studioINSITE was commissioned to develop a design vision for 14th Street redevelopment in Downtown Denver – a process which began with the 14th Street Initiative. Hired to establish a set of design guidelines to direct the future of 14th Street redevelopment, the project spans 12 linear city blocks between Market Street and Colfax Avenue in downtown Denver. In consideration of adjacent programming, including numerous hotels, the Colorado Convention Center, The Denver Performing Arts Complex, restaurants and a variety other resources for tourism and arts in Denver, the goal was to establish 14th street as a “cultural spine”, adding new streetscape amenities, accommodating existing light-rail and future bicycle traffic, and contributing to the overall improvement of downtown Denver’s physical environment. As a follow-up to the Initiative, studioINSITE led a Feasibility Study to compare initiative ideas with actual survey information. The resulting information was used to determine the feasibility of the larger conceptual plan to expand sidewalks and curbs on the north side.
Continue reading 14th Street Initiative Urban Design Guidelines | Denver Colorado | studioINSITE
The image of US 280 in Michael Tomberlin’s post – Birmingham committee revisiting sign rules is very telling of the suburban landscape where signs breed like rabbits and litter the road side with retailers using the mantra ‘the bigger the better’ rather than ‘less is more’. Signage littering the urban landscape is not endemic to just Birmingham or the USA for that matter, all across the globe streetscapes are littered with A-Frames blackboard signs, bus stop advertising and billboards. But do they really urge passers by to go and shop or are they just landmarks to designate the location of the store? I think it is the latter and that all cities should have formulate signage guidelines (many already do) including the number of signs allowed and the size.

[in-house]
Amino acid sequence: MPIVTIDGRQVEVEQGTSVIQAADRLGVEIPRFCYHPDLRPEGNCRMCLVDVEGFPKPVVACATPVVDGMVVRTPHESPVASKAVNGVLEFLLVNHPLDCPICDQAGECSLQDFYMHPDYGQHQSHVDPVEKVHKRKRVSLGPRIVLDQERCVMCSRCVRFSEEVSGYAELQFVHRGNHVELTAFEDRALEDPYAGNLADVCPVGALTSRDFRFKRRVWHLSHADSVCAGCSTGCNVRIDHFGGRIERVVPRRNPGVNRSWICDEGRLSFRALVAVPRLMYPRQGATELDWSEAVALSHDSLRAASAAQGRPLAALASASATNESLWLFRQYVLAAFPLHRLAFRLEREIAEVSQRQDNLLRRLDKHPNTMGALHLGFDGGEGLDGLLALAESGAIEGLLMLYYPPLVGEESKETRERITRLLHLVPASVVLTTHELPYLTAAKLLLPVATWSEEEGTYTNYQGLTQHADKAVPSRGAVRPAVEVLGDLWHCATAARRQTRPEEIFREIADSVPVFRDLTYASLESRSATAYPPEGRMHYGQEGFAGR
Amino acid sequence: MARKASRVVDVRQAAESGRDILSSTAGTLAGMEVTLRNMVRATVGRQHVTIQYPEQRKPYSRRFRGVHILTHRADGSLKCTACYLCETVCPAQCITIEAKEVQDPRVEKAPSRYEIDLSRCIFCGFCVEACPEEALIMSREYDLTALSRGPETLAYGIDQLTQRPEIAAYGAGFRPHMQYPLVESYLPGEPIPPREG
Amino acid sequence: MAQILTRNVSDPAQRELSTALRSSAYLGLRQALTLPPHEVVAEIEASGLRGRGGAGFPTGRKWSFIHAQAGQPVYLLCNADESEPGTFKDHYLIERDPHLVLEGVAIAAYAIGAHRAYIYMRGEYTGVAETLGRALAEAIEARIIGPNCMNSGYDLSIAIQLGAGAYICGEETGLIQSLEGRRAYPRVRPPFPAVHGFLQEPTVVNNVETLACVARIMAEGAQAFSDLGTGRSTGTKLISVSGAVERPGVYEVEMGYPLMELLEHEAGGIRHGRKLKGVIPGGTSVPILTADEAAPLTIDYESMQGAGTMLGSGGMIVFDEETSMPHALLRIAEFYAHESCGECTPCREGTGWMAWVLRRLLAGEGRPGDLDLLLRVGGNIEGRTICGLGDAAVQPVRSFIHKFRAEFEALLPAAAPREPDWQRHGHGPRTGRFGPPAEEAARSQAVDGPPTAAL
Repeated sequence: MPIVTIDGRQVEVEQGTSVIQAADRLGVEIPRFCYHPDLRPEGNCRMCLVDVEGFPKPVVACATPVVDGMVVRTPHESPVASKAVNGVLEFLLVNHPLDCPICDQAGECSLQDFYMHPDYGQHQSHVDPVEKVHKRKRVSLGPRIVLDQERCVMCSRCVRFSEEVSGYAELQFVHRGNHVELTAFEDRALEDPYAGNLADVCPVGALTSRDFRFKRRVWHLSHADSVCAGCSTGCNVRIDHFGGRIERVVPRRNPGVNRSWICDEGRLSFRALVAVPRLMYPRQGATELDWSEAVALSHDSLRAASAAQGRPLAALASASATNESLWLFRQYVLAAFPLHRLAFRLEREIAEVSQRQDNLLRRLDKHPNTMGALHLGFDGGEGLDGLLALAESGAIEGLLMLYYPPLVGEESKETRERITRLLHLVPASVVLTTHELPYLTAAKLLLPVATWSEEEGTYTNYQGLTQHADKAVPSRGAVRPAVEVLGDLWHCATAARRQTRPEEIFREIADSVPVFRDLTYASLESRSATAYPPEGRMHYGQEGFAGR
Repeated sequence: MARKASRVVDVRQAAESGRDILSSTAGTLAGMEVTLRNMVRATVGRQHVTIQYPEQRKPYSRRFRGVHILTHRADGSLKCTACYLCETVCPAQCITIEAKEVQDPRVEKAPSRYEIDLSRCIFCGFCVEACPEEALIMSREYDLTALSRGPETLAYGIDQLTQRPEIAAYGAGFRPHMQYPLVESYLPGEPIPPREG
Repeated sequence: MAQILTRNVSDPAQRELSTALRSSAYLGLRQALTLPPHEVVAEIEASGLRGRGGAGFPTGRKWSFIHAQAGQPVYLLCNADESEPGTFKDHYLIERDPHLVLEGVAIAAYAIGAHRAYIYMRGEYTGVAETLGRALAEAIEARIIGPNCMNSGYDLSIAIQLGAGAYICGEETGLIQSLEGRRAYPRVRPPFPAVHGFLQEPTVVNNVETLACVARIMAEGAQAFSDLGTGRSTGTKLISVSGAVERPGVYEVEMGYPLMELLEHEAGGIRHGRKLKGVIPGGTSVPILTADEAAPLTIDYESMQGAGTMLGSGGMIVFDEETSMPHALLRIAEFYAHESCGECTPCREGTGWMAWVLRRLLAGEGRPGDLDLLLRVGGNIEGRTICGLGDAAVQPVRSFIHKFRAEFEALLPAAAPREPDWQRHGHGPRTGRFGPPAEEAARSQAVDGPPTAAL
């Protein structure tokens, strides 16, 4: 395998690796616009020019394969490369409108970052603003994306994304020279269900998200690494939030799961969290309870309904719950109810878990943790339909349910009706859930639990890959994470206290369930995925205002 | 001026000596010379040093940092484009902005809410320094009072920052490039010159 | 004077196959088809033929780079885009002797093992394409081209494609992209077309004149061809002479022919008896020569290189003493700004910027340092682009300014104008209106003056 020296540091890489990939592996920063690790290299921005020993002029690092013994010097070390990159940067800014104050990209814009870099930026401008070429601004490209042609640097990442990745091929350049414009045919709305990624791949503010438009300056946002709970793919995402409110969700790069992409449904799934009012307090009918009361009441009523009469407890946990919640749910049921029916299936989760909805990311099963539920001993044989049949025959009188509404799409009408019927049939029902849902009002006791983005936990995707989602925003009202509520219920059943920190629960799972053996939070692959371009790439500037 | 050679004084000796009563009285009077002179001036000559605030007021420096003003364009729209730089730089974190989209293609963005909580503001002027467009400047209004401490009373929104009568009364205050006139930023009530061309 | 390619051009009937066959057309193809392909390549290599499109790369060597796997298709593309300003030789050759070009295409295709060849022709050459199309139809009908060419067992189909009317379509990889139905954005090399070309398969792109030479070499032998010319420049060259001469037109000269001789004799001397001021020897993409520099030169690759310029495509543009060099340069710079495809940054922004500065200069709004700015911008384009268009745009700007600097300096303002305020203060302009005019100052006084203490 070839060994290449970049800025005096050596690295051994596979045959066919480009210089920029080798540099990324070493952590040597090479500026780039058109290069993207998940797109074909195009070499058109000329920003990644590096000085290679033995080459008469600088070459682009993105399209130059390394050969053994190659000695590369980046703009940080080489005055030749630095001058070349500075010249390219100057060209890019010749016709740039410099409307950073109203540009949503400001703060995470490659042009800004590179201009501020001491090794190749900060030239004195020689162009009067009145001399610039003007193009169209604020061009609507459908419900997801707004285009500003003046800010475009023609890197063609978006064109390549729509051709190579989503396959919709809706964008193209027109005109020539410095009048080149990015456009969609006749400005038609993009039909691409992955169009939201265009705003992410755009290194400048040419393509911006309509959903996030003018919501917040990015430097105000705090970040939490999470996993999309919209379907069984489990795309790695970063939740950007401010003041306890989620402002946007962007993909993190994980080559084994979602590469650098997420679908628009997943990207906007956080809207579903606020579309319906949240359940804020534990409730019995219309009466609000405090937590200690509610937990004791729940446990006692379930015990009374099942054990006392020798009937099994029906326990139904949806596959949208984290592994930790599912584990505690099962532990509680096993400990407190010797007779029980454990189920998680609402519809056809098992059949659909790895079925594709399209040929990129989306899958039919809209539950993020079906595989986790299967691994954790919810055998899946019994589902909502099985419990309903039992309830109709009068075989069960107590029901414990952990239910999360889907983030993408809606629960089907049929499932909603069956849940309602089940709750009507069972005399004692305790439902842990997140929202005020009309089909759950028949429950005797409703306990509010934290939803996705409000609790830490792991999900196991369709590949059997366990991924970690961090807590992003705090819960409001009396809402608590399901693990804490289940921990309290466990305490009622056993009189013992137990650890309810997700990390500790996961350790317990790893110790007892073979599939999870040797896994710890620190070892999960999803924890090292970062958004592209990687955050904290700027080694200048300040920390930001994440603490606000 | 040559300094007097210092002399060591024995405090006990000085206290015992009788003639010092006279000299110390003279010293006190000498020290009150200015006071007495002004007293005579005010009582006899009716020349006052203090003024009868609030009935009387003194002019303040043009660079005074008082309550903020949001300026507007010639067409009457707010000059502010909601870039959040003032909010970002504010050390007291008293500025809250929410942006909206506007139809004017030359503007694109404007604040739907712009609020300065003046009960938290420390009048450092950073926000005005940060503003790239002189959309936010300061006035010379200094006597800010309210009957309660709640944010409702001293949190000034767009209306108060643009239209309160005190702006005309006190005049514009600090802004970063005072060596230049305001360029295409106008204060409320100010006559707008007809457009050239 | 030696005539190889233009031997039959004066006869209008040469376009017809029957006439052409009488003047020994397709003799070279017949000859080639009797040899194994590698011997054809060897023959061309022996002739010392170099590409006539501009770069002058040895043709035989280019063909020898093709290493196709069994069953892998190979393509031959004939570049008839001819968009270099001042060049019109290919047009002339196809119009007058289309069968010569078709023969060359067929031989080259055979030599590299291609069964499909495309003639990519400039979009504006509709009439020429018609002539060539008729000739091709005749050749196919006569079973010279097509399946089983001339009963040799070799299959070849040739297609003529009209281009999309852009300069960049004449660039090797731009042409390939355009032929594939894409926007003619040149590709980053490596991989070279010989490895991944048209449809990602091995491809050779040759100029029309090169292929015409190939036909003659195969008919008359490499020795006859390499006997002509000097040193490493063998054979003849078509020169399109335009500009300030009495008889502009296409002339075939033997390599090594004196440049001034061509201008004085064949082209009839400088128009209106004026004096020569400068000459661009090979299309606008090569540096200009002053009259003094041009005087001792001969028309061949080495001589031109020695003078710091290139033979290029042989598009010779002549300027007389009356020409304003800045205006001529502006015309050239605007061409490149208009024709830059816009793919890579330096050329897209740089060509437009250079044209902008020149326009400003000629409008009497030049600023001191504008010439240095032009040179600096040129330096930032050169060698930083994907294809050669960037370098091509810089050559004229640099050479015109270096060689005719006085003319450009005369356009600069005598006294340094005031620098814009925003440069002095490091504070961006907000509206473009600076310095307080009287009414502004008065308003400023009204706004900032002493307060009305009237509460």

Guidelines should also go further to streetscape and city government signage & intepretation. Often towns and city landscapes becomes a minefield of directional, parking and place marking signs that have been added layer by layer by various departments and changes of staff who continually add more signage to the landscape. All cities should at the least evaluate their main streetscapes and see where they can reduce the clutter to provide a clean landscape that is visually easy to navigate and often more pedestrian friendly. Often city signage for an area can be easily amalgamated into one sign(or sign family) such as place marking and area parking restrictions.
Read more about what Birmingham is proposing at [al.com]